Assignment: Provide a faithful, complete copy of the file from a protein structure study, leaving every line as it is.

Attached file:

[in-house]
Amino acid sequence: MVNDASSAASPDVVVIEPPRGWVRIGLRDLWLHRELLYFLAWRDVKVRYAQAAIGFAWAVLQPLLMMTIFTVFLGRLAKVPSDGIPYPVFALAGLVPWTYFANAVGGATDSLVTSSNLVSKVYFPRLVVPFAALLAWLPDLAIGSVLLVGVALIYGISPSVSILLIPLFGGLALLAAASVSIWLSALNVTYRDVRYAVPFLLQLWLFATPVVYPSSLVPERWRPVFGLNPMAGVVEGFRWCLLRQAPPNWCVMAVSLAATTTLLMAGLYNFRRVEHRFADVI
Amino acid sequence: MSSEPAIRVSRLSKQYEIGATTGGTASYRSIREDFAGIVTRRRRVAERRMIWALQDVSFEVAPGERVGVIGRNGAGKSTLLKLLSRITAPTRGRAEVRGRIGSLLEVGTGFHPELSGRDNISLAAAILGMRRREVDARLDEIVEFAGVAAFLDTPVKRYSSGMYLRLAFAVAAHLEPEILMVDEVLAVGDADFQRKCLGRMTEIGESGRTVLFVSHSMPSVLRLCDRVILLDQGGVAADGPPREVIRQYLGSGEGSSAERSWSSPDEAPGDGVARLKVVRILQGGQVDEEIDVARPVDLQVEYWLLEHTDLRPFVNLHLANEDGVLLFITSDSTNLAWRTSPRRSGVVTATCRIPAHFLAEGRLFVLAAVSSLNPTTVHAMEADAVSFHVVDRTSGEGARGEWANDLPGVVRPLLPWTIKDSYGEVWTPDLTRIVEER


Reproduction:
[in-house]
Amino acid sequence: MVNDASSAASPDVVVIEPPRGWVRIGLRDLWLHRELLYFLAWRDVKVRYAQAAIGFAWAVLQPLLMMTIFTVFLGRLAKVPSDGIPYPVFALAGLVPWTYFANAVGGATDSLVTSSNLVSKVYFPRLVVPFAALLAWLPDLAIGSVLLVGVALIYGISPSVSILLIPLFGGLALLAAASVSIWLSALNVTYRDVRYAVPFLLQLWLFATPVVYPSSLVPERWRPVFGLNPMAGVVEGFRWCLLRQAPPNWCVMAVSLAATTTLLMAGLYNFRRVEHRFADVI
Amino acid sequence: MSSEPAIRVSRLSKQYEIGATTGGTASYRSIREDFAGIVTRRRRVAERRMIWALQDVSFEVAPGERVGVIGRNGAGKSTLLKLLSRITAPTRGRAEVRGRIGSLLEVGTGFHPELSGRDNISLAAAILGMRRREVDARLDEIVEFAGVAAFLDTPVKRYSSGMYLRLAFAVAAHLEPEILMVDEVLAVGDADFQRKCLGRMTEIGESGRTVLFVSHSMPSVLRLCDRVILLDQGGVAADGPPREVIRQYLGSGEGSSAERSWSSPDEAPGDGVARLKVVRILQGGQVDEEIDVARPVDLQVEYWLLEHTDLRPFVNLHLANEDGVLLFITSDSTNLAWRTSPRRSGVVTATCRIPAHFLAEGRLFVLAAVSSLNPTTVHAMEADAVSFHVVDRTSGEGARGEWANDLPGVVRPLLPWTIKDSYGEVWTPDLTRIVEER